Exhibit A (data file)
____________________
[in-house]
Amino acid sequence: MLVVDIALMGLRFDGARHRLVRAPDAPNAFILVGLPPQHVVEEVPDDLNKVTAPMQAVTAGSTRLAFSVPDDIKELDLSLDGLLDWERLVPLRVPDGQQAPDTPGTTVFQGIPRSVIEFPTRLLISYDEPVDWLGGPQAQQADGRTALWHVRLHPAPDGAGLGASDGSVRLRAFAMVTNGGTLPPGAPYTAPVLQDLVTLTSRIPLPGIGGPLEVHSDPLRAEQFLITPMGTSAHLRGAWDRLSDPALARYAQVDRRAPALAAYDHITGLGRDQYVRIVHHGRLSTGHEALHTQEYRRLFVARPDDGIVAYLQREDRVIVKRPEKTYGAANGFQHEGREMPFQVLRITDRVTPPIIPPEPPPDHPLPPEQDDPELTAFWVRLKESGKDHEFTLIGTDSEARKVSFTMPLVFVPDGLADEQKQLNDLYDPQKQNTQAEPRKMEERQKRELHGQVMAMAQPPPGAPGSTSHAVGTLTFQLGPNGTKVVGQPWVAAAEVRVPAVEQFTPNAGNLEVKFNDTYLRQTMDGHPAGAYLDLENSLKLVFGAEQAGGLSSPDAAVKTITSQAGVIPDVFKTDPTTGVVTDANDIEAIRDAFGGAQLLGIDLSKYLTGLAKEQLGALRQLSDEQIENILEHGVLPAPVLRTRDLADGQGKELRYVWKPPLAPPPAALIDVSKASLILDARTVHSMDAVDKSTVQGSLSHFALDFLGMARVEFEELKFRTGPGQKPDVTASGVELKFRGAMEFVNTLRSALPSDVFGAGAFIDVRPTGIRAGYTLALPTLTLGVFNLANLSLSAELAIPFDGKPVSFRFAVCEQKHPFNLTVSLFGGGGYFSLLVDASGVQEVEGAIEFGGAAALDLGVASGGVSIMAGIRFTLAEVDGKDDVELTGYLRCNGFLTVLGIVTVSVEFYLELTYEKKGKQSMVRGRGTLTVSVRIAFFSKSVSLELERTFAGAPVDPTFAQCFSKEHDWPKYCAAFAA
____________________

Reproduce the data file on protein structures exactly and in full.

[in-house]
Amino acid sequence: MLVVDIALMGLRFDGARHRLVRAPDAPNAFILVGLPPQHVVEEVPDDLNKVTAPMQAVTAGSTRLAFSVPDDIKELDLSLDGLLDWERLVPLRVPDGQQAPDTPGTTVFQGIPRSVIEFPTRLLISYDEPVDWLGGPQAQQADGRTALWHVRLHPAPDGAGLGASDGSVRLRAFAMVTNGGTLPPGAPYTAPVLQDLVTLTSRIPLPGIGGPLEVHSDPLRAEQFLITPMGTSAHLRGAWDRLSDPALARYAQVDRRAPALAAYDHITGLGRDQYVRIVHHGRLSTGHEALHTQEYRRLFVARPDDGIVAYLQREDRVIVKRPEKTYGAANGFQHEGREMPFQVLRITDRVTPPIIPPEPPPDHPLPPEQDDPELTAFWVRLKESGKDHEFTLIGTDSEARKVSFTMPLVFVPDGLADEQKQLNDLYDPQKQNTQAEPRKMEERQKRELHGQVMAMAQPPPGAPGSTSHAVGTLTFQLGPNGTKVVGQPWVAAAEVRVPAVEQFTPNAGNLEVKFNDTYLRQTMDGHPAGAYLDLENSLKLVFGAEQAGGLSSPDAAVKTITSQAGVIPDVFKTDPTTGVVTDANDIEAIRDAFGGAQLLGIDLSKYLTGLAKEQLGALRQLSDEQIENILEHGVLPAPVLRTRDLADGQGKELRYVWKPPLAPPPAALIDVSKASLILDARTVHSMDAVDKSTVQGSLSHFALDFLGMARVEFEELKFRTGPGQKPDVTASGVELKFRGAMEFVNTLRSALPSDVFGAGAFIDVRPTGIRAGYTLALPTLTLGVFNLANLSLSAELAIPFDGKPVSFRFAVCEQKHPFNLTVSLFGGGGYFSLLVDASGVQEVEGAIEFGGAAALDLGVASGGVSIMAGIRFTLAEVDGKDDVELTGYLRCNGFLTVLGIVTVSVEFYLELTYEKKGKQSMVRGRGTLTVSVRIAFFSKSVSLELERTFAGAPVDPTFAQCFSKEHDWPKYCAAFAA